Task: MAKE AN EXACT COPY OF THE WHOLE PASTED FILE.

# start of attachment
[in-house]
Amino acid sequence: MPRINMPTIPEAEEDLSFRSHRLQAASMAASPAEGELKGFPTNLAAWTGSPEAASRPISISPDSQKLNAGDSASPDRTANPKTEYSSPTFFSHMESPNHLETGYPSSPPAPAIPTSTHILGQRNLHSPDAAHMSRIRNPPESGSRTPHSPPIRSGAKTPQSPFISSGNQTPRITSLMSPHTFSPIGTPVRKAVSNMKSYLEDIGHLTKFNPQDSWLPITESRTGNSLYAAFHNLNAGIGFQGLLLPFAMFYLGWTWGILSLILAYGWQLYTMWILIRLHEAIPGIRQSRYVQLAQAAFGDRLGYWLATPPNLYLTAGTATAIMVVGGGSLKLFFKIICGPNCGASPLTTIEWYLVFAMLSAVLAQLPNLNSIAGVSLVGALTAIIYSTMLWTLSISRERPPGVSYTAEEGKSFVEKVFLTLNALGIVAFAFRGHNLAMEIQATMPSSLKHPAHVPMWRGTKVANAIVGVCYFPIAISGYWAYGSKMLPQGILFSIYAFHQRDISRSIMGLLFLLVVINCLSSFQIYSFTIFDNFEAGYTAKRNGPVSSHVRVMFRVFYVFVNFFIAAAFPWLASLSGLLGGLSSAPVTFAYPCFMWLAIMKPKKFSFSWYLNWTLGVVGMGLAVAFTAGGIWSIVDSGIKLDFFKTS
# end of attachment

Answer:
[in-house]
Amino acid sequence: MPRINMPTIPEAEEDLSFRSHRLQAASMAASPAEGELKGFPTNLAAWTGSPEAASRPISISPDSQKLNAGDSASPDRTANPKTEYSSPTFFSHMESPNHLETGYPSSPPAPAIPTSTHILGQRNLHSPDAAHMSRIRNPPESGSRTPHSPPIRSGAKTPQSPFISSGNQTPRITSLMSPHTFSPIGTPVRKAVSNMKSYLEDIGHLTKFNPQDSWLPITESRTGNSLYAAFHNLNAGIGFQGLLLPFAMFYLGWTWGILSLILAYGWQLYTMWILIRLHEAIPGIRQSRYVQLAQAAFGDRLGYWLATPPNLYLTAGTATAIMVVGGGSLKLFFKIICGPNCGASPLTTIEWYLVFAMLSAVLAQLPNLNSIAGVSLVGALTAIIYSTMLWTLSISRERPPGVSYTAEEGKSFVEKVFLTLNALGIVAFAFRGHNLAMEIQATMPSSLKHPAHVPMWRGTKVANAIVGVCYFPIAISGYWAYGSKMLPQGILFSIYAFHQRDISRSIMGLLFLLVVINCLSSFQIYSFTIFDNFEAGYTAKRNGPVSSHVRVMFRVFYVFVNFFIAAAFPWLASLSGLLGGLSSAPVTFAYPCFMWLAIMKPKKFSFSWYLNWTLGVVGMGLAVAFTAGGIWSIVDSGIKLDFFKTS